Resources

Educational articles and research showing the importance of after school language programs

This section was created to provide schools and parents with various studies and resources to help them understand the importance of learning languages at an early age for both cultural understanding as well as cognitive development.

Learning a second language early in life is easier than learning as an adult

“Acquirers who begin natural exposure to second language during childhood generally achieve higher second language proficiency than those beginning as adults.” (Krashen et al., 1979/1982, reprint: 161) Issues in Modern Foreign Languages Teaching edited by Kit Field

Learning at an early age makes accents and pronunciation easier

“Beginning foreign language instruction early sets the stage for students’ to develop advanced levels of proficiency in one or more languages. In addition, younger learners still possess the capacity to develop near native-like pronunciation and intonation in a new language. Finally, young learners have a natural curiosity about learning which is evident when they engage in learning a new language. They also are open and accepting of people who speak other languages and come from other cultures.” Martha G. Abbott, Director of Education for the American Council on the Teaching of Foreign Languages (ACTFL)”
http://www.actfl.org/advocacy/discover-languages/for-parents/cognitive

Learning languages as a child promote creativity and critical thinking

“For years it was thought that teaching foreign languages to children as young as three was futile. Research findings indicate quite the opposite. There are incredible psychological benefits of learning another language. These benefits extend way beyond being able to order a cup of tea abroad.  Longitudinal studies by Harvard University confirm that learning additional languages increases critical thinking skills, creativity and flexibility of the mind in young children. Pupils who learn a foreign language outscore their non-foreign language learning peers in verbal and maths standardised tests, indicating that learning additional language is a cognitive activity not just a linguistic one” By Catherine Ford in the Telegraph of October 10th 2014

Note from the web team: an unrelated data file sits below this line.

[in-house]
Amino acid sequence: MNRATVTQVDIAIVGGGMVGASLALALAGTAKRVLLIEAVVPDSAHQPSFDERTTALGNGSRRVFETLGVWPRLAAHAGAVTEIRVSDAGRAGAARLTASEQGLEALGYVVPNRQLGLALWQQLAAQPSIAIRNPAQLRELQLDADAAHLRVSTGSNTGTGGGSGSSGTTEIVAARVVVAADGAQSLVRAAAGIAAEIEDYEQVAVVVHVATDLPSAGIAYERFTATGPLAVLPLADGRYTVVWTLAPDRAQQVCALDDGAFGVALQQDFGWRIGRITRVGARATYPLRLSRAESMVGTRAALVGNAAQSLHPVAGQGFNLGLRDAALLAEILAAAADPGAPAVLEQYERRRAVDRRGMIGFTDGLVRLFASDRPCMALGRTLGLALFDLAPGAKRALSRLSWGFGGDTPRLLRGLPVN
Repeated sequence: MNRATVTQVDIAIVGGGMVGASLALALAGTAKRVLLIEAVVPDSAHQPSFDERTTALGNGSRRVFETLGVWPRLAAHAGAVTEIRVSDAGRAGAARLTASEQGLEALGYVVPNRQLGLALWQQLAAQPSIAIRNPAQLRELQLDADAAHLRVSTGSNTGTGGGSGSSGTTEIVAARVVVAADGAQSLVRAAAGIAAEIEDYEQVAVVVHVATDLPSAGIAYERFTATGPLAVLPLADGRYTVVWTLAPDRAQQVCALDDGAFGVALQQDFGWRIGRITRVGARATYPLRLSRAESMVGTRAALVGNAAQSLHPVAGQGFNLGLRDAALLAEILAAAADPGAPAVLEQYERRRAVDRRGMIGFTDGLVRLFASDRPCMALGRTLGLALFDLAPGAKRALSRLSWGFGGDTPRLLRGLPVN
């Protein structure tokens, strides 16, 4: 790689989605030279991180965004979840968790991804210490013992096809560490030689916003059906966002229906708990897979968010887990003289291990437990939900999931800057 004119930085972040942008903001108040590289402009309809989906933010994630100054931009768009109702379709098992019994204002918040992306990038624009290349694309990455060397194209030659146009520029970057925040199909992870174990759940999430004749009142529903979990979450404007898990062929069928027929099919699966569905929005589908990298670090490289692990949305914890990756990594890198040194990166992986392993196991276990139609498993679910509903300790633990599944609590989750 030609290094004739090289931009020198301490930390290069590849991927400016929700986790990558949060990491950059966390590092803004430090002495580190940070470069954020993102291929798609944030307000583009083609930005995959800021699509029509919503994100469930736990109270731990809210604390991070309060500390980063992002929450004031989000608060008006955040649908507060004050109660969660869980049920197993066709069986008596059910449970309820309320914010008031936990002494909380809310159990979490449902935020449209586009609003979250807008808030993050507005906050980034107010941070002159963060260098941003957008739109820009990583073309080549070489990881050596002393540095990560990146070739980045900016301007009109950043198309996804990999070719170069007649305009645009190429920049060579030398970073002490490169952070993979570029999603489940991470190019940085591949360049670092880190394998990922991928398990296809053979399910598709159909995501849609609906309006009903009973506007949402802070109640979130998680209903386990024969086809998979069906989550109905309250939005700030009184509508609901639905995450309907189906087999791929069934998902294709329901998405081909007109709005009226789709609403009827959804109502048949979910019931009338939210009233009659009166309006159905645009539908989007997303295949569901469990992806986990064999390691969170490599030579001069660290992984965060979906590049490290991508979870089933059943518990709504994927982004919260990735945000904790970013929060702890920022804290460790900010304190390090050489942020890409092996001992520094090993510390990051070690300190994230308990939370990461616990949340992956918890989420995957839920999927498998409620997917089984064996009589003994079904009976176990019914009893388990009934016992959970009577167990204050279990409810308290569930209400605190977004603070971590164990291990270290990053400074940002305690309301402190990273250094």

http://www.telegraph.co.uk/education/educationopinion/11151726/Children-should-start-learning-languages-at-age-three.html

Fun and games is the most effective way for children to learn a new language

“We have four brains in one: the reptile brain, the emotional brain, the “little brain,” and the thinking brain (Jensen, 1994; Dryden & Vos, 1997; MacLean, 1990). The brain stem, sometimes called the reptile brain, controls many of our body’s involuntary functions such as breathing. The mammalian or emotional brain is located in the center of the brain and stores memory. Therefore, learning is easier if it is made emotional or fun. In fact, the door to learning is emotion (Jensen, 1994; MacLean, 1990; Dryden & Vos, 1997). The more fun it is to learn a language, the more a child will want to stay with it. Learning while playing is the best way to learn because it creates emotional attachments, and emotion is the door to learning (Jensen, 1994; Dryden & Vos, 1997; Dryden & Rose, 1995).” Early Childhood News
http://www.earlychildhoodnews.com/earlychildhood/article_print.aspx?ArticleId=60